Now for natural language it is probably the case that there are not enough overlaps of complete sentences (though there may well be of phrases). However if you look at the academic literature then the scope of language used is very much reduced. The scientific literature in particular adopts an inbred subset of the English language, it's very own ghetto. One could image, for instance, taking all of the content of all articles published by Nature over the past 30 years, and use this as the control corpus. The person submitting a manuscript would get, on return of submission, a markup of where in their text there may be errors, with in addition perhaps, the most common forms of sentences that are found in their place.

I don't imagine that such a service would come into existence any time soon, but I think it would be cool. One could also use something like this to automatically recommend references or related papers. The "Journal Author Name Estimator":http://www.biosemantics.org/jane/ already does something like this for abstracts.

There is a wealth of research on probabilistic language models (see below), but I don't think anyone has tried out the idea proposed here.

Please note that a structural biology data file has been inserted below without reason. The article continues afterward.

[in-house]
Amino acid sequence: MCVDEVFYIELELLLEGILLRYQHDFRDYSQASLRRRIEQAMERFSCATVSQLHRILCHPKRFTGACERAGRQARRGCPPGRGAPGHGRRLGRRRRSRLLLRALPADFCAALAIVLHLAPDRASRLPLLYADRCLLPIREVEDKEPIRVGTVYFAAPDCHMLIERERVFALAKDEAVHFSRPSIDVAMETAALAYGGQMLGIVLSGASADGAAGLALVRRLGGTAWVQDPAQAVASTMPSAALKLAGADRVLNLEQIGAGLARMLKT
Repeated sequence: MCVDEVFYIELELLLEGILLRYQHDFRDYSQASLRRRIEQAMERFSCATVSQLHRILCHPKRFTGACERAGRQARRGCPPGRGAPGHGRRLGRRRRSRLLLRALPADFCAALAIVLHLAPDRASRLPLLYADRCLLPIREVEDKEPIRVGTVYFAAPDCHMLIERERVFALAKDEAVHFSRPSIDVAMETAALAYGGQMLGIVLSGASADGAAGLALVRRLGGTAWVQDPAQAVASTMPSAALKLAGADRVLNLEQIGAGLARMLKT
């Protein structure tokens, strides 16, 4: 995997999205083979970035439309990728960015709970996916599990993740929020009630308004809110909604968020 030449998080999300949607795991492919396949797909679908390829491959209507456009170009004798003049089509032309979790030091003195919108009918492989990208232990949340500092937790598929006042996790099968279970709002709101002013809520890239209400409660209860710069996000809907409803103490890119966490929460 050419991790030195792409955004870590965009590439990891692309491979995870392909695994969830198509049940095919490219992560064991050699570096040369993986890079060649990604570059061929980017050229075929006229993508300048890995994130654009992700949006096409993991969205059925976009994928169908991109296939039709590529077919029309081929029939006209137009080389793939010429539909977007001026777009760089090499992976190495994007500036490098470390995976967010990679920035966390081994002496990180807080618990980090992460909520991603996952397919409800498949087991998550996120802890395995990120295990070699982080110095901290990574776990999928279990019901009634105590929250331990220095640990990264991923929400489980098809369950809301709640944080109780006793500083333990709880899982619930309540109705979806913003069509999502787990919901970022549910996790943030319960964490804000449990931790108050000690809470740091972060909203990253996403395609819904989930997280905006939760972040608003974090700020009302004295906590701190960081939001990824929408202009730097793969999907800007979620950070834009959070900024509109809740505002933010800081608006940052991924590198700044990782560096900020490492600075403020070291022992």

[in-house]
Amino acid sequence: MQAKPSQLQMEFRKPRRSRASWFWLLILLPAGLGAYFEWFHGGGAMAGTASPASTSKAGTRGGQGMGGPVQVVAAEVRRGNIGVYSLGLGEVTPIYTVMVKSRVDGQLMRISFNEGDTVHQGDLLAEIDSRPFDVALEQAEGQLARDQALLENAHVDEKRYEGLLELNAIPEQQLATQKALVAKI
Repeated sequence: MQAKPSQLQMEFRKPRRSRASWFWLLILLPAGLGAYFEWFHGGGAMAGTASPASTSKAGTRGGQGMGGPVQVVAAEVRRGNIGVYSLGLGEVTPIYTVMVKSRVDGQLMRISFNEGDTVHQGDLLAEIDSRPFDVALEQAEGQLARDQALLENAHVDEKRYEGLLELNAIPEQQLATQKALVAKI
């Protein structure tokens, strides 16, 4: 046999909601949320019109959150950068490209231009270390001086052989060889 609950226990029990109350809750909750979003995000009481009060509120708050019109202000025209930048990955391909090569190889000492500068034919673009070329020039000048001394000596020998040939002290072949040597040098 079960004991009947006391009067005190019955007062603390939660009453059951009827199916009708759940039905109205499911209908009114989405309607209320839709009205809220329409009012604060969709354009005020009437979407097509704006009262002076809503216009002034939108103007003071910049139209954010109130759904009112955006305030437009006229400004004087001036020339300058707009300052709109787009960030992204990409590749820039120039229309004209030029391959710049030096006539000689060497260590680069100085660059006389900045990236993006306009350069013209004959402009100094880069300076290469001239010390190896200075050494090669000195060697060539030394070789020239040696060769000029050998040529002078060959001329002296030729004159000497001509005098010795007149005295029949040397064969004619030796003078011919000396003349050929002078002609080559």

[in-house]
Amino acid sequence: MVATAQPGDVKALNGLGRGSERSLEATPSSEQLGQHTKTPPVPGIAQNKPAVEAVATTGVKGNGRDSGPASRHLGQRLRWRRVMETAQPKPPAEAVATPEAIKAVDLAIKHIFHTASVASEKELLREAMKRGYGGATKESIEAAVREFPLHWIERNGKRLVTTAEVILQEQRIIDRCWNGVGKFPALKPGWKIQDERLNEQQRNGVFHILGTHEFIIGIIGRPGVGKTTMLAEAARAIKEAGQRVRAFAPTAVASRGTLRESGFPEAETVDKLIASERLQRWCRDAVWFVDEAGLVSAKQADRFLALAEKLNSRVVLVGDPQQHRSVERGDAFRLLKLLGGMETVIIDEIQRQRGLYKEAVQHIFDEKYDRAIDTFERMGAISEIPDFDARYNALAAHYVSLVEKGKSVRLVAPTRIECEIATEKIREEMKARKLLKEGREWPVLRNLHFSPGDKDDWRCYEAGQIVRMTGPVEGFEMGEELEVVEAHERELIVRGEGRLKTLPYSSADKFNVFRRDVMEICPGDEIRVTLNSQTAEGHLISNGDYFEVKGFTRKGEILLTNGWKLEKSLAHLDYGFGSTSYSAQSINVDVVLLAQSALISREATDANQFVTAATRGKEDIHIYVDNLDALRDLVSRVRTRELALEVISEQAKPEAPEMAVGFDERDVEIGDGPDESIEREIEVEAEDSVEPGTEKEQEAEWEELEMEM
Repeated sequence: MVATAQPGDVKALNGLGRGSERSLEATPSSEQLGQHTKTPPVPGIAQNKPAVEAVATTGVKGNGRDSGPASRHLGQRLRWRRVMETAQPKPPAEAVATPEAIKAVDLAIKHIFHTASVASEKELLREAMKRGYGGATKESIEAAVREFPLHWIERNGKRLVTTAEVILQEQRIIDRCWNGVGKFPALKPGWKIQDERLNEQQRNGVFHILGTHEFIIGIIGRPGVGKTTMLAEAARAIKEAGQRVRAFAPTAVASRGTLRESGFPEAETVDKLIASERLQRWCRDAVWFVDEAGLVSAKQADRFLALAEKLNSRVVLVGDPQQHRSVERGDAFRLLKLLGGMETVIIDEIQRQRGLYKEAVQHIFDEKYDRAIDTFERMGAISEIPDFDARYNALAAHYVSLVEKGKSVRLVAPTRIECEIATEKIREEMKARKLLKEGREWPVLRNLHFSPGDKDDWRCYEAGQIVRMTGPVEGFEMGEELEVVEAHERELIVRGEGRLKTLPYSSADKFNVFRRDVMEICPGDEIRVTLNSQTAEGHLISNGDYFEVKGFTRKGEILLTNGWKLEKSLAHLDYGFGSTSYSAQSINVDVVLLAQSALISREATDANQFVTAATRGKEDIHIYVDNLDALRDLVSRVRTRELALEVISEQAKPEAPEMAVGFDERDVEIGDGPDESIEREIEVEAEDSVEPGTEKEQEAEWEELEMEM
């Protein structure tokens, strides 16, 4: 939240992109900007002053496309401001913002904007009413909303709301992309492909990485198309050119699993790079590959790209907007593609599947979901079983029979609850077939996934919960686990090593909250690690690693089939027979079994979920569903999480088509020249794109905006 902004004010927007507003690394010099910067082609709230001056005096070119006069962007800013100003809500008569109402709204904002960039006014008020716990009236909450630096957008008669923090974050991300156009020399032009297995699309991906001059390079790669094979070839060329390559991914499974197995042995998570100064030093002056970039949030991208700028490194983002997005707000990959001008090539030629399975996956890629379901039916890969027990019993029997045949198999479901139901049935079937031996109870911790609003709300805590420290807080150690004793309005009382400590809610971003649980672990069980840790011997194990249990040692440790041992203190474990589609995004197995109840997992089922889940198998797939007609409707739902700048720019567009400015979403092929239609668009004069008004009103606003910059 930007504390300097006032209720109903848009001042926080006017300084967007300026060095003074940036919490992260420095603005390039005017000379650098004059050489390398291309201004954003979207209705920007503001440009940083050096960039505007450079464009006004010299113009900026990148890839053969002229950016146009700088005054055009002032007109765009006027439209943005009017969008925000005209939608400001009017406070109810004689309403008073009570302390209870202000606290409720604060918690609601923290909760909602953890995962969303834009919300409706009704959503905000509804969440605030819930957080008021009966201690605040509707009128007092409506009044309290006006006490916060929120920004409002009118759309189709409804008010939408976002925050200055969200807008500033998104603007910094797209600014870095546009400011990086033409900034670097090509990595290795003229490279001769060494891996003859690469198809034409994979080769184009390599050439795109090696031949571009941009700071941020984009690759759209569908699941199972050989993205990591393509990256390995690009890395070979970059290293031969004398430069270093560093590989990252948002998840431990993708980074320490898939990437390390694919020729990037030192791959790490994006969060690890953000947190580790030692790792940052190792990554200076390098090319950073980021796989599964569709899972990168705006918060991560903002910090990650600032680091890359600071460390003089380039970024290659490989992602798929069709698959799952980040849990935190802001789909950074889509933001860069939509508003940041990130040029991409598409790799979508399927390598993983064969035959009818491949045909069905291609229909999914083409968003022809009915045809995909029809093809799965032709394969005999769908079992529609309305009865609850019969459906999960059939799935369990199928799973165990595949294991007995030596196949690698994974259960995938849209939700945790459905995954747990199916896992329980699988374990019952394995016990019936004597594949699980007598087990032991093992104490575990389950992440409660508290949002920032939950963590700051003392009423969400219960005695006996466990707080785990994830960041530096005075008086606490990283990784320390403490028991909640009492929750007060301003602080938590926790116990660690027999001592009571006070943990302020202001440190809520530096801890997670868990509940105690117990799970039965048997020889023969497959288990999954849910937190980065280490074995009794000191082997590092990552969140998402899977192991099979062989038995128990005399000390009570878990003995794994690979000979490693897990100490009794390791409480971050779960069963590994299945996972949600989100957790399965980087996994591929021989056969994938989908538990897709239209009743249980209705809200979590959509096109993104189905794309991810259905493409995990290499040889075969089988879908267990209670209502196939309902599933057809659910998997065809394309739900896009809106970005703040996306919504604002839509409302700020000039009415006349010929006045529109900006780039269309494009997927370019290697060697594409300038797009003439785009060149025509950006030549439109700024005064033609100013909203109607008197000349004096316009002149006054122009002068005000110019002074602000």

It came to me after a few years working in a copy editing department of a scientific publisher. Again and again we would see the same kinds of corrections happening, and it just seems like an area ripe for automation.

"Using a probabilistic translation model for cross-language information retrieval":http://eprints.kfupm.edu.sa/74398/

"Language Analysis and Understanding":http://cslu.cse.ogi.edu/HLTsurvey/ch3node2.html

"A Parallel Training Algorithm for Hierarchical Pitman-Yor Process Language Models":http://www.cstr.ed.ac.uk/downloads/publications/2009/sh_interspeech09.pdf

A Bayesian network coding scheme for annotating biomedical information presented to genetic counseling clients "doi:10.1016/j.jbi.2004.10.001":http://dx.doi.org/10.1016/j.jbi.2004.10.001

"Phrase-Based Statistical Language Modeling from Bilingual Parallel Corpus":http://www.springerlink.com/content/b4ujx41571p47082/

"Bayesian Modeling of Dependency Trees Using Hierarchical Pitman-Yor Priors":http://videolectures.net/icml08_wallach_bmd/

"Using language models for tracking events of interest over time":http://boston.lti.cs.cmu.edu/callan/Workshops/lmir01/WorkshopProcs/Papers/mspitters.pdf

## Thursday, February 4, 2010

### Cost benefit of publishing academic books,